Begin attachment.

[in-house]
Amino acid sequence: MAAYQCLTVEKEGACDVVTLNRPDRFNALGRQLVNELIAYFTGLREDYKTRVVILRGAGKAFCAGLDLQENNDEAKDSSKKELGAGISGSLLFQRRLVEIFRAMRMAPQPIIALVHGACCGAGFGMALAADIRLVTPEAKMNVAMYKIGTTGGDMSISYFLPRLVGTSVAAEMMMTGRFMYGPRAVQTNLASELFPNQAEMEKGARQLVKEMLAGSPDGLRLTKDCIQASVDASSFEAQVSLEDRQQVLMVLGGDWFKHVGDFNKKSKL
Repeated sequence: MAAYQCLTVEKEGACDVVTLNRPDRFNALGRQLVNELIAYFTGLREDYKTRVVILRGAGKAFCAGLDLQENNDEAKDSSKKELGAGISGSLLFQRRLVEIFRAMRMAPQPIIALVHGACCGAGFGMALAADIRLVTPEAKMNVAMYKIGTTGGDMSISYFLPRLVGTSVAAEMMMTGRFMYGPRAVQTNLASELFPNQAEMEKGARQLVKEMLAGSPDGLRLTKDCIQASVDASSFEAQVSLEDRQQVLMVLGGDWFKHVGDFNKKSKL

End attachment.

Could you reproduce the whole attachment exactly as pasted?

[in-house]
Amino acid sequence: MAAYQCLTVEKEGACDVVTLNRPDRFNALGRQLVNELIAYFTGLREDYKTRVVILRGAGKAFCAGLDLQENNDEAKDSSKKELGAGISGSLLFQRRLVEIFRAMRMAPQPIIALVHGACCGAGFGMALAADIRLVTPEAKMNVAMYKIGTTGGDMSISYFLPRLVGTSVAAEMMMTGRFMYGPRAVQTNLASELFPNQAEMEKGARQLVKEMLAGSPDGLRLTKDCIQASVDASSFEAQVSLEDRQQVLMVLGGDWFKHVGDFNKKSKL
Repeated sequence: MAAYQCLTVEKEGACDVVTLNRPDRFNALGRQLVNELIAYFTGLREDYKTRVVILRGAGKAFCAGLDLQENNDEAKDSSKKELGAGISGSLLFQRRLVEIFRAMRMAPQPIIALVHGACCGAGFGMALAADIRLVTPEAKMNVAMYKIGTTGGDMSISYFLPRLVGTSVAAEMMMTGRFMYGPRAVQTNLASELFPNQAEMEKGARQLVKEMLAGSPDGLRLTKDCIQASVDASSFEAQVSLEDRQQVLMVLGGDWFKHVGDFNKKSKL